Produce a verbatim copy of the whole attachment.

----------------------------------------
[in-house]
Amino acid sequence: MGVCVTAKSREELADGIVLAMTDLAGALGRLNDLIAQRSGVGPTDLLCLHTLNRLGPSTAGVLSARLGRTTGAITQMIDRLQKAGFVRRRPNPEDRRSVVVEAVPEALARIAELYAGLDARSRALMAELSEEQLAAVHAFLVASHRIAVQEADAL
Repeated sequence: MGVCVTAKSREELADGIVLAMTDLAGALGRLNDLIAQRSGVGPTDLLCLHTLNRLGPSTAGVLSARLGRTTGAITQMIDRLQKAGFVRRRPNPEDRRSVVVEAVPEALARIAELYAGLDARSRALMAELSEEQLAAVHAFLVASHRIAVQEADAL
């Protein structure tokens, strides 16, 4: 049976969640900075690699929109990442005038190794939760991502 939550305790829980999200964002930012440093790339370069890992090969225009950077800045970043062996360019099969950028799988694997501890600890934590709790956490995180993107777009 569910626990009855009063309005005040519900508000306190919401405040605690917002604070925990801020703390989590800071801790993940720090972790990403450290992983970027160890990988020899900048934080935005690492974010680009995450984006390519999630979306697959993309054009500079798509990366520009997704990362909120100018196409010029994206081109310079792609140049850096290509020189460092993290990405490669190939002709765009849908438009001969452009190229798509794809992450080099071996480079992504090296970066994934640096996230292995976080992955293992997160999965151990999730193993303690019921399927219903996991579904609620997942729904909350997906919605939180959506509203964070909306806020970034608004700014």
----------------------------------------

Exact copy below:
[in-house]
Amino acid sequence: MGVCVTAKSREELADGIVLAMTDLAGALGRLNDLIAQRSGVGPTDLLCLHTLNRLGPSTAGVLSARLGRTTGAITQMIDRLQKAGFVRRRPNPEDRRSVVVEAVPEALARIAELYAGLDARSRALMAELSEEQLAAVHAFLVASHRIAVQEADAL
Repeated sequence: MGVCVTAKSREELADGIVLAMTDLAGALGRLNDLIAQRSGVGPTDLLCLHTLNRLGPSTAGVLSARLGRTTGAITQMIDRLQKAGFVRRRPNPEDRRSVVVEAVPEALARIAELYAGLDARSRALMAELSEEQLAAVHAFLVASHRIAVQEADAL
């Protein structure tokens, strides 16, 4: 049976969640900075690699929109990442005038190794939760991502 939550305790829980999200964002930012440093790339370069890992090969225009950077800045970043062996360019099969950028799988694997501890600890934590709790956490995180993107777009 569910626990009855009063309005005040519900508000306190919401405040605690917002604070925990801020703390989590800071801790993940720090972790990403450290992983970027160890990988020899900048934080935005690492974010680009995450984006390519999630979306697959993309054009500079798509990366520009997704990362909120100018196409010029994206081109310079792609140049850096290509020189460092993290990405490669190939002709765009849908438009001969452009190229798509794809992450080099071996480079992504090296970066994934640096996230292995976080992955293992997160999965151990999730193993303690019921399927219903996991579904609620997942729904909350997906919605939180959506509203964070909306806020970034608004700014």